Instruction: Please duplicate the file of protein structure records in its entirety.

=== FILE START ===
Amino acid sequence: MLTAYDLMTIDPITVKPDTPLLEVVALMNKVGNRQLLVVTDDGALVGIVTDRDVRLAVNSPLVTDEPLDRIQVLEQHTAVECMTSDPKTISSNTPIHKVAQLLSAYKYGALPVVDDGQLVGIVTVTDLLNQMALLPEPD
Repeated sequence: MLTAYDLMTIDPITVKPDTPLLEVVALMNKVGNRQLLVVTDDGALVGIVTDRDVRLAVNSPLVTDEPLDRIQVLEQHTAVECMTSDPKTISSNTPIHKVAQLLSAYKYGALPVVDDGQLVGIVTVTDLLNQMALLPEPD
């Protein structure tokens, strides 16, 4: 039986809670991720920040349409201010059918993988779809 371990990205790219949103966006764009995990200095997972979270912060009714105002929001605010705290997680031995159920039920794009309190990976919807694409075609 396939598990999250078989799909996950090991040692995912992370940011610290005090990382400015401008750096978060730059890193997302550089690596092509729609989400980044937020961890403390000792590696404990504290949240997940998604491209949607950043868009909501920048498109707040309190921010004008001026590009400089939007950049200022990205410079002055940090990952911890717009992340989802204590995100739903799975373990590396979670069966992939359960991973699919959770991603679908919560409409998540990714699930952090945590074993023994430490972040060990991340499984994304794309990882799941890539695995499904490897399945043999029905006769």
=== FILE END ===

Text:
Amino acid sequence: MLTAYDLMTIDPITVKPDTPLLEVVALMNKVGNRQLLVVTDDGALVGIVTDRDVRLAVNSPLVTDEPLDRIQVLEQHTAVECMTSDPKTISSNTPIHKVAQLLSAYKYGALPVVDDGQLVGIVTVTDLLNQMALLPEPD
Repeated sequence: MLTAYDLMTIDPITVKPDTPLLEVVALMNKVGNRQLLVVTDDGALVGIVTDRDVRLAVNSPLVTDEPLDRIQVLEQHTAVECMTSDPKTISSNTPIHKVAQLLSAYKYGALPVVDDGQLVGIVTVTDLLNQMALLPEPD
């Protein structure tokens, strides 16, 4: 039986809670991720920040349409201010059918993988779809 371990990205790219949103966006764009995990200095997972979270912060009714105002929001605010705290997680031995159920039920794009309190990976919807694409075609 396939598990999250078989799909996950090991040692995912992370940011610290005090990382400015401008750096978060730059890193997302550089690596092509729609989400980044937020961890403390000792590696404990504290949240997940998604491209949607950043868009909501920048498109707040309190921010004008001026590009400089939007950049200022990205410079002055940090990952911890717009992340989802204590995100739903799975373990590396979670069966992939359960991973699919959770991603679908919560409409998540990714699930952090945590074993023994430490972040060990991340499984994304794309990882799941890539695995499904490897399945043999029905006769």